And the another opinion:

Similarly, in our opinion … we stated that it was not illegal for teams of citizens to compete for prizes donated by local businesses and organizations. Betting on the outcome of the scavenger hunt presumably would be, though that question was not asked.

And later:

In contrast, fantasy sports, although in the form of a tournament or contest amongst players to pick the best teams, also involves a wager upon the performance of others. It is this element together with the nature of the game that brings fantasy sports within the prohibition of the statute.

In our opinion, the possible existence of an element of skill in picking players in a fantasy sports game … is irrelevant to any charge of gambling on Fantasy Sports…”

The latest AG on DFS

Mississippi joins a long list of state officials saying DFS constitutes gambling vis a vis state law. The most recent came when the Hawaii AG offered an opinion this week.

Other states:

  • Illinois: AG Lisa Madigan tackled the issue with an advisory opinion in December that triggered a still-running court battle between her office and DFS operators.
  • Nevada: An opinion from the office of AG Adam Laxalt in October came to the conclusion that DFS was gambling under state law and required a license to operate.
  • New York: FanDuel and DraftKings recently won a stay of a preliminary injunction in their ongoing court battle with New York Attorney General Eric Schneiderman.
  • Texas: Earlier in January, AG Ken Paxton issued an opinion saying that the courts would likely find that DFS is illegal gambling under state law. It does not appear he will take any action.
  • Vermont: The AG’s office in the New England state declared DFS is illegal gambling under state law. There has been no sense of what, if any, action the Vermont AG might take.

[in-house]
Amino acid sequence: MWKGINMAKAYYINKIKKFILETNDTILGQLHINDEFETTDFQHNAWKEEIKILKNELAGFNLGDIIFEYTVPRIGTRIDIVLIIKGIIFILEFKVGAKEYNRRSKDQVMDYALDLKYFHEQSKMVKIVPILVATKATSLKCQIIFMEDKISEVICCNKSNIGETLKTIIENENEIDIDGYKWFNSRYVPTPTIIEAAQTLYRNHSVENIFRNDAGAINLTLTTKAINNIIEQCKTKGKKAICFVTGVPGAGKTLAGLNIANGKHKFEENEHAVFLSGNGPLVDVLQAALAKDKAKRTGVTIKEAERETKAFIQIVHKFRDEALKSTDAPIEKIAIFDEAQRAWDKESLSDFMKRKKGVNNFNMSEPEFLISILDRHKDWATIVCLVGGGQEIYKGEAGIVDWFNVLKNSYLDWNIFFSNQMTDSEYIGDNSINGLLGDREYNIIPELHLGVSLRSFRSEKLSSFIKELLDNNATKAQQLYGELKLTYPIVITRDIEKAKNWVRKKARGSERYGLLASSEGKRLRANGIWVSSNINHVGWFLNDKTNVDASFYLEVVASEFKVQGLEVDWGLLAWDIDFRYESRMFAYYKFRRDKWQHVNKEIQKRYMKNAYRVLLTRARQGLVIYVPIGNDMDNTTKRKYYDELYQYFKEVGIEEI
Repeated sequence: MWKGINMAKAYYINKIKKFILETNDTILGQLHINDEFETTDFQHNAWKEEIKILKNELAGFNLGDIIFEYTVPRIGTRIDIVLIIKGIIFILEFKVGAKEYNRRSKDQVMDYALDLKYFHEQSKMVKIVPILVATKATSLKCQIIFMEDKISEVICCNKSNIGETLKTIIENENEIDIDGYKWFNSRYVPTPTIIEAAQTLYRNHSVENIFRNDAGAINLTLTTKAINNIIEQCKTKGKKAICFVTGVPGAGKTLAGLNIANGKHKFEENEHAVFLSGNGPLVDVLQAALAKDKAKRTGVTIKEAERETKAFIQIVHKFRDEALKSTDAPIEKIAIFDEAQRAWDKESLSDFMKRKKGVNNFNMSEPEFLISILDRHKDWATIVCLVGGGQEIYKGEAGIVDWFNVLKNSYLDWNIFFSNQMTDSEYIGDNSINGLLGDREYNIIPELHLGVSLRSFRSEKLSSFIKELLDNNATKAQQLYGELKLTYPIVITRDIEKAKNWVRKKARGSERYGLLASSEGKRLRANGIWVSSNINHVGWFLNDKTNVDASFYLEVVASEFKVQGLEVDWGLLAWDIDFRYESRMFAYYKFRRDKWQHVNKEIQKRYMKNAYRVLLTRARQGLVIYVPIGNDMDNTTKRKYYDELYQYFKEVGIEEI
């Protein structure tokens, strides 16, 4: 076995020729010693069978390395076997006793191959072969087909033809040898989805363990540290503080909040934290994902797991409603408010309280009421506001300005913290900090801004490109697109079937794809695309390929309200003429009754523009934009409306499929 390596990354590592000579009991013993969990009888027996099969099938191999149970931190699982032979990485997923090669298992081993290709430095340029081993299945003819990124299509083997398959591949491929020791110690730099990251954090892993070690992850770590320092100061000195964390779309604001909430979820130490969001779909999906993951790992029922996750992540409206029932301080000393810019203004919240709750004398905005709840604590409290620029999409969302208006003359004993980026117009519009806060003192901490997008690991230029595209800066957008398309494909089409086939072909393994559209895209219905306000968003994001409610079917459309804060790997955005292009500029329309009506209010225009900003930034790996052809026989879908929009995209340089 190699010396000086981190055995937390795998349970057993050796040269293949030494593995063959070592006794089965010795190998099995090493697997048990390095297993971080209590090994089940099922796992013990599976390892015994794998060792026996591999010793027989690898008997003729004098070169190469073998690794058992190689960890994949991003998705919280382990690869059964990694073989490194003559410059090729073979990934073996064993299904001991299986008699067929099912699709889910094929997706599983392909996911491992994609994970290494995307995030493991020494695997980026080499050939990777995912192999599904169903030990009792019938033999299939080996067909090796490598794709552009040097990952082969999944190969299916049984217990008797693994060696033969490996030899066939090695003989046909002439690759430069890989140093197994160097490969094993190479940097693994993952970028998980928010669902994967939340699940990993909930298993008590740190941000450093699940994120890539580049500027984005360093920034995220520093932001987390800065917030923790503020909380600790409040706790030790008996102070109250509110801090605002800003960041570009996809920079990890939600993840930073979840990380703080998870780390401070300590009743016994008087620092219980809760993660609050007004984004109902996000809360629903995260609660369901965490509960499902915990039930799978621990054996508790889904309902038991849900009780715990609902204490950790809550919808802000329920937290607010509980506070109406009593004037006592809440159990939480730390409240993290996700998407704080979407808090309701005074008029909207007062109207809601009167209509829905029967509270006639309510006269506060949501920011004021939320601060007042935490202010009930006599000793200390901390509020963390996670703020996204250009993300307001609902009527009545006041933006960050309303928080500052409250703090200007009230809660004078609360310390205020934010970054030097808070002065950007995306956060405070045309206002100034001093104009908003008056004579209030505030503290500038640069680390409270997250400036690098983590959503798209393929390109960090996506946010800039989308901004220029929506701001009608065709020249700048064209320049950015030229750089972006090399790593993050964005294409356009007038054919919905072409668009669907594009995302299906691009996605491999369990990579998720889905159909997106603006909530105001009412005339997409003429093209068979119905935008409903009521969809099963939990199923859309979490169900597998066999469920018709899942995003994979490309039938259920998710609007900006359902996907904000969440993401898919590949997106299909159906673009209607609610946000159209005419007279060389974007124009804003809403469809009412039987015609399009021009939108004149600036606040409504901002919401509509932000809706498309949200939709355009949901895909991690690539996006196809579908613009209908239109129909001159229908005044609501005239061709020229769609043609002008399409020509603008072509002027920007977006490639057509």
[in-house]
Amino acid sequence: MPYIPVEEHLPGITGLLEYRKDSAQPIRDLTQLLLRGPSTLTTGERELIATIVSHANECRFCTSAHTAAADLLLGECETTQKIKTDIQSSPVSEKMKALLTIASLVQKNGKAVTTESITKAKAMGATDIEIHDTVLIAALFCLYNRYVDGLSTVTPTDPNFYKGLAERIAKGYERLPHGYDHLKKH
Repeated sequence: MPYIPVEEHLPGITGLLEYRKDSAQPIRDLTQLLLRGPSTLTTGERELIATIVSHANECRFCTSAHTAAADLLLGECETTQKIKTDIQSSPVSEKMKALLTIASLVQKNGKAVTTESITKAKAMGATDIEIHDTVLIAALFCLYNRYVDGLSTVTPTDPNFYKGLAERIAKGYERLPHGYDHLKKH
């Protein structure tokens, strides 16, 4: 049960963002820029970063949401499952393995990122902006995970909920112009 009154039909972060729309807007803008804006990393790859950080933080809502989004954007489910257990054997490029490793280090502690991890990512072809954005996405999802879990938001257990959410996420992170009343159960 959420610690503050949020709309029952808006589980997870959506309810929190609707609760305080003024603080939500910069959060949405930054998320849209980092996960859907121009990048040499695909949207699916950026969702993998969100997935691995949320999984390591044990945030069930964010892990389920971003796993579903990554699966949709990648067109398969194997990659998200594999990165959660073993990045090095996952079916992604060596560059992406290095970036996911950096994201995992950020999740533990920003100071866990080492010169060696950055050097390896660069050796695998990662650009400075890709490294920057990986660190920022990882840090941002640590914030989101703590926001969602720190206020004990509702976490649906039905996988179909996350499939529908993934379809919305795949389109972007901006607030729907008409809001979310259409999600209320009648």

Those are just the opinions that were negative for DFS, however. Other AGs who have said something about DFS:

  • Massachusetts: AG Maura Healey has stated publicly that she believes DFS is legal under state law. She has also proposed regulations that would govern the industry. She has also publicly says she believes DFS is gambling, in a casual definition.
  • Kansas: The AG issued an opinion in April of last year, saying that fantasy contests are games of skill, in the context of a bill that was introduced and later became law. Daily fantasy, however, was not specifically addressed.
  • Maryland: The AG’s office issued an opinion saying that a 2012 law that legalized fantasy contests possibly should have gone to a referendum. Brian Frosh’s office urged the legislature to take up the matter again.
  • Florida: AG Pam Bondi has repeatedly deferred to the U.S. attorney’s office in Tampa, where a grand jury has reportedly considered DFS.
  • South Dakota: AG Marty Jackley has commented on DFS, but what he will do, if anything, is unclear.
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Dustin Gouker
- Dustin Gouker has been a sports journalist for more than 15 years, working as a reporter, editor and designer -- including stops at The Washington Post and the D.C. Examiner.